The saint had bright sparkling eyes, a thick beard and long hair. The next day, when they came to visit the court Akbar informed the holy man that since he was the wisest man on earth, he would like to test him. All his ministers would put forward a question and if his answers were satisfactory he would be made a minister. But if he could not, then he would be beheaded. The saint answered that he had never claimed to be the wisest man on earth, even though other people seemed to think so. Nor was he eager to display his cleverness but as he enjoyed answering questions, he was ready for the test.

One of the ministers, Raja Todarmal, began the round of questioning. He asked “Who is a man’s best friend on earth?” To which the wise saint replied, “His own good sense”. Next Faizi asked which was the most superior thing on earth? “Knowledge”, answered the saint. “Which is the deepest trench in the world?”, asked Abdul Fazal. And the saint’s answer was “a woman’s heart”. “What is that which cannot be regained after it is lost?” questioned another courtier and the reply he received was ‘life’. “What is undying in music” asked the court musician Tansen. The wise saint replied that it was the “notes”. And then he asked “which is the sweetest and most melodious voice at night -time? And the answer he received was “the voice that prays to God.”

Maharaj Mansingh of Jaipur, who was a guest at the palace asked, “what travels more speedily than the wind?” the saint replied that it was “man’s thought”. He then asked, “which was the sweetest thing on earth?” and the saint said that it was “a baby’s smile”.

Emperor Akbar and all his courtiers were very impressed with his answers, but wanted to test the saint himself. Firstly he asked what were the necessary requirements to rule over a kingdom, for which he was answered ‘cleverness’. Then he asked what was the gravest enemy of a king. The saint replied that it was ‘selfishness’. The emperor was pleased and offered the saint a seat of honour and asked him whether he could perform any miracles. The saint said that he could manifest any person the king wished to meet. Akbar was thrilled and immediately asked to meet his minister and best friend Birbal.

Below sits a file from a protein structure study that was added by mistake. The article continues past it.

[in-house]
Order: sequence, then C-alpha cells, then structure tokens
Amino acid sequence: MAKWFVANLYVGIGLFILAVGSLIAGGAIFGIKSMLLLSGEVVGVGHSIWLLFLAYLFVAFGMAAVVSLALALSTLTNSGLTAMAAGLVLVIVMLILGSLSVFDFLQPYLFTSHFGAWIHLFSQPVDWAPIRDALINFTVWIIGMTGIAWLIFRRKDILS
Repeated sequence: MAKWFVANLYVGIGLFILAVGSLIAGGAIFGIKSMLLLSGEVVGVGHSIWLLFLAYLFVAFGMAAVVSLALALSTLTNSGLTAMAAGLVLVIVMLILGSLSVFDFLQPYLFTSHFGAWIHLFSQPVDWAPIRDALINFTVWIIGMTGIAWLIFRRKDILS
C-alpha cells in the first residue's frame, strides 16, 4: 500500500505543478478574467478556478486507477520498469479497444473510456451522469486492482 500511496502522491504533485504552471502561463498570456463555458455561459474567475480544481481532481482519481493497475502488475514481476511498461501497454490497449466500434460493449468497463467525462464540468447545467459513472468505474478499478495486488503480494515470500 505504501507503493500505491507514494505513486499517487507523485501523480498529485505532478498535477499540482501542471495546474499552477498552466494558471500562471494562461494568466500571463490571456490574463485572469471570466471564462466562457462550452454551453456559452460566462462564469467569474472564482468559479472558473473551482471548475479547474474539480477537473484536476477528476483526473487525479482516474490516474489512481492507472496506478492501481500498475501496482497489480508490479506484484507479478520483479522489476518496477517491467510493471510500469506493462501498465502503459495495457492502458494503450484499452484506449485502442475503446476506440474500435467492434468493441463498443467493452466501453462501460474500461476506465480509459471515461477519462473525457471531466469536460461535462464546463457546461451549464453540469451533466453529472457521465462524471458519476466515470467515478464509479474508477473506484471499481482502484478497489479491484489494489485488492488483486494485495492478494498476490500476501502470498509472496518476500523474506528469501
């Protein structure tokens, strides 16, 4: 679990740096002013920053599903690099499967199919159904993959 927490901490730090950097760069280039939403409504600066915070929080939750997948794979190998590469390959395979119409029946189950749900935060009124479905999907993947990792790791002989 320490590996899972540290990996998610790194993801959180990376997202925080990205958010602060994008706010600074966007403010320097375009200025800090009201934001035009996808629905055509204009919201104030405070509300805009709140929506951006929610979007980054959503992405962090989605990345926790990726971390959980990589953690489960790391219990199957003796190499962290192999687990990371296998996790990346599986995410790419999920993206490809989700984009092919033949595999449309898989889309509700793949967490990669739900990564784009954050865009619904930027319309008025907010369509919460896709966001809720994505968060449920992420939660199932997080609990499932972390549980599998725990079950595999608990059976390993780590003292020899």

The saint simply pulled off his artificial beard and hair much to the surprise of the other courtiers. Akbar was stunned and could not believe his eyes. He stepped down to embrace the saint because he was none other than Birbal.

Akbar had tears in his eyes as he told Birbal that he had suspected it to be him and had therefore asked him whether he could perform miracles. He showered Birbal with many valuable gifts to show him how happy he was at his return.

Akbar’s Hasty Judgement

Once the Emperor Akbar was riding near a mango grove. An arrow whizzed past him. His soldiers rushed to the grove and caught the person who did this. He was a young boy. On asking why did he want to kill the Emperor, he said that he did not want to kill the Emperor, he just wanted to knock down a mango from a high branch.

The Emperor was too angry to listen to him. He ordered to put him to death in the same way as the boy wanted to kill him.

A soldier tied the boy with a tree stump and steadied his arrow to kill him. Birbal, who was watching all this process quietly so far, now shouted, “This is not fair. If you want to shoot him in the same way as he tried to shoot the Emperor, then you will have to aim for a mango. And then the arrow has to miss the mango and strike the boy.”